A Charitable lead trust (CLT) is one of the few charitable vehicles that lets you to transfer wealth to children (or others) in a tax-efficient way while you support your favorite charities. You contribute assets to the CLT; the trust then makes income payments to the charity(s) of your choice for a specific term or life. At the termination of the trust, any remaining assets are distributed to you, your children, or other named individuals. In some situations, you may claim an income tax deduction for the value of your gift, depending on the type of charitable lead trust that you establish.
While CLTs are much talked about, they are one of the least used vehicles with fewer than 8,500 in existence, in contrast to over 100,000 charitable remainder trusts and over 1 million donor advised funds.
There are several ways to structure CLTs, each with very different tax implications. While this flexibility enables the donor to align personal and financial goals with their philanthropic planning objectives, it also adds complexity and makes it challenging to understand all the options and tradeoffs in order to choose the best structure for your specific situation.
The CLT is a separate legal entity that is set up by an estate planning attorney and managed by the designated trustee. Depending on the type of CLT, the trustee can be a wealth advisor, financial institution, yourself, or the charity receiving the income payments (e.g. community foundation, university, or other large nonprofit). Typically, the charities will only agree to be the trustee if you name them as the irrevocable income beneficiary.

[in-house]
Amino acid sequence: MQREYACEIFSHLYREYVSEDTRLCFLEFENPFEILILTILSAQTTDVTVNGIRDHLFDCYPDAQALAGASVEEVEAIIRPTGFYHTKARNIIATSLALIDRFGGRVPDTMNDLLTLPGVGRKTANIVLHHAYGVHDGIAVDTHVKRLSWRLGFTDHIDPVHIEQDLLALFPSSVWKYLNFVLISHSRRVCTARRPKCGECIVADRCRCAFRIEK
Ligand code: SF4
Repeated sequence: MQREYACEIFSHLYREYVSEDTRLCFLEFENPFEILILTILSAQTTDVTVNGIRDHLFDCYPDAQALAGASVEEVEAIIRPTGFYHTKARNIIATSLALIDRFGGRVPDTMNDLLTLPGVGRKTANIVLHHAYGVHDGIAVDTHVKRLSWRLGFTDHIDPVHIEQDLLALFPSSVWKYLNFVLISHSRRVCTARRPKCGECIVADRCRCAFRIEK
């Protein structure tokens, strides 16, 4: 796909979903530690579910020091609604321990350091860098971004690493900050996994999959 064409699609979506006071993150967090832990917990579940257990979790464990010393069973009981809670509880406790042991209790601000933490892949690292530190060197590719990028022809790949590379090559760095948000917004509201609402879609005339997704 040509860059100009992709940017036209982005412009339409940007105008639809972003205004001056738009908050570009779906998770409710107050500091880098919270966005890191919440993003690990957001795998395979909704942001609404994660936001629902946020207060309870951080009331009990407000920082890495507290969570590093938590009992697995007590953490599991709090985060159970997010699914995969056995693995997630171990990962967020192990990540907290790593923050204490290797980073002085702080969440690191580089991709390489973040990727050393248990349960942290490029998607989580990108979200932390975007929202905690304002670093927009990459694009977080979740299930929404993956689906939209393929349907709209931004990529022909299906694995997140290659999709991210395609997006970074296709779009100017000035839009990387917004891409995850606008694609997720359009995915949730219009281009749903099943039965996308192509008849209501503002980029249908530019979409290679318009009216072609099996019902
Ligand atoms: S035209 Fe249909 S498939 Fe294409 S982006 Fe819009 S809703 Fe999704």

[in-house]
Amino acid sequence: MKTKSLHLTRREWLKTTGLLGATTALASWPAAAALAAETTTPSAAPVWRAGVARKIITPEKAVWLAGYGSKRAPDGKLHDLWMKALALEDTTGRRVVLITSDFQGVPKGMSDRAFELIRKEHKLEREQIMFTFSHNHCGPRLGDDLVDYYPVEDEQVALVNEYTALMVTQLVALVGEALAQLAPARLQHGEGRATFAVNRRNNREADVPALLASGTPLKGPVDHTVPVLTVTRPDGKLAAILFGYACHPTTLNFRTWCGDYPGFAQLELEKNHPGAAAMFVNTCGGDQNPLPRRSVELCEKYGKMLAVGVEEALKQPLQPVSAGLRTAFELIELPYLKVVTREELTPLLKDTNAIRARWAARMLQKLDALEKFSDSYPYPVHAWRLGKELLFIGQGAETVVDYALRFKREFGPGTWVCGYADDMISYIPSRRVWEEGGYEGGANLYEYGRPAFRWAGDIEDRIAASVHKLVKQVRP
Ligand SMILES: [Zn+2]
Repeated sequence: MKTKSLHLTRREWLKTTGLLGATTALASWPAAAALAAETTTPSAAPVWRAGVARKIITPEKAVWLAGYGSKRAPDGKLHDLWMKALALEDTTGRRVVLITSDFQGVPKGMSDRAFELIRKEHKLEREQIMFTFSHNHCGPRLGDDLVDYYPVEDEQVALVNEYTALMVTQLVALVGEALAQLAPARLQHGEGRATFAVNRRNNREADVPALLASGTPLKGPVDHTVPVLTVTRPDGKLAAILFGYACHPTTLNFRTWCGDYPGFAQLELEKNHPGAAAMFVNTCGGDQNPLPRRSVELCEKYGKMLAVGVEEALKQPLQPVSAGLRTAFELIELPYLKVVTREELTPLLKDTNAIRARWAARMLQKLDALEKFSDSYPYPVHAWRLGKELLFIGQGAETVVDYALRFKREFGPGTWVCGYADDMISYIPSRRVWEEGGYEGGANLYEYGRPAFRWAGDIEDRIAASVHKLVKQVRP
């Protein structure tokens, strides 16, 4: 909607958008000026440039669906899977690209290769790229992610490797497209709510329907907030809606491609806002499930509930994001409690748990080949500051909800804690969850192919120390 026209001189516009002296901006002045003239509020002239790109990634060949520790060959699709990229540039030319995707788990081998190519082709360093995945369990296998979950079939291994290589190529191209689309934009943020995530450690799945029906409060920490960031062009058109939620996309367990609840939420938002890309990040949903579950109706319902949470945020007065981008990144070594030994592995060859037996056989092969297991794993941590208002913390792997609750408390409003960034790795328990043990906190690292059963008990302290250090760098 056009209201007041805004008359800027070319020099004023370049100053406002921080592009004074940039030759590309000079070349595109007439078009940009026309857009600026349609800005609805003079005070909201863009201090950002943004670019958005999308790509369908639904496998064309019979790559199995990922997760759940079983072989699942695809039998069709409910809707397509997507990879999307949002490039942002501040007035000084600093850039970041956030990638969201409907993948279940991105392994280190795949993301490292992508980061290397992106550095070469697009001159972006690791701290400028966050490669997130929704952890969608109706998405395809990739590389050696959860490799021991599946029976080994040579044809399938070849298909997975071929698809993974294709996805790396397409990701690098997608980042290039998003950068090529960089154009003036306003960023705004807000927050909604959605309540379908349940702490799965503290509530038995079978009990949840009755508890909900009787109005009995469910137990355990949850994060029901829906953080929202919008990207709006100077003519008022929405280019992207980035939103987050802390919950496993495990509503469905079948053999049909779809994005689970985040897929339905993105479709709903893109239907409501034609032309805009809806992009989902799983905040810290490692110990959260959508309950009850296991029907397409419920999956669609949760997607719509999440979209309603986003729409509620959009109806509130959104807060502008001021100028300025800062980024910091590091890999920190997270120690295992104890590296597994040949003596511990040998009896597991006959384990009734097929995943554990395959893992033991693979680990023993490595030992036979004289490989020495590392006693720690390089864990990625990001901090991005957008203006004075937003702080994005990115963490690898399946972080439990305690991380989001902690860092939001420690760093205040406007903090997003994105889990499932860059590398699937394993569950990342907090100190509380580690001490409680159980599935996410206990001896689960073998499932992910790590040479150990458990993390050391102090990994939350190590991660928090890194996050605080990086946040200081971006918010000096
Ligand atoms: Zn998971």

You will need an attorney to set up the trust which will spell out the following features:
In grantor CLTs, the grantor (i.e. the donor) retains certain powers over the trust administration and keeps control over the assets inside the trust. As such, the donor is treated as the owner from the IRS’ perspective. This allows the donor to receive an income tax deduction, but he/she must also include the income from the trust assets on their personal income tax return each year.
In nongrantor CLTs, the grantor (donor) has given up sufficient rights and interest in the trust, and is not treated as the owner. As a result, the donor does not receive a charitable income tax deduction and likewise is not taxed on income generated by the trust. The trust is responsible for the income taxes generated and the trust can claim a charitable deduction each year for the income paid to charity(s). The trust is a separate entity, with its own tax identification number and files its own tax returns.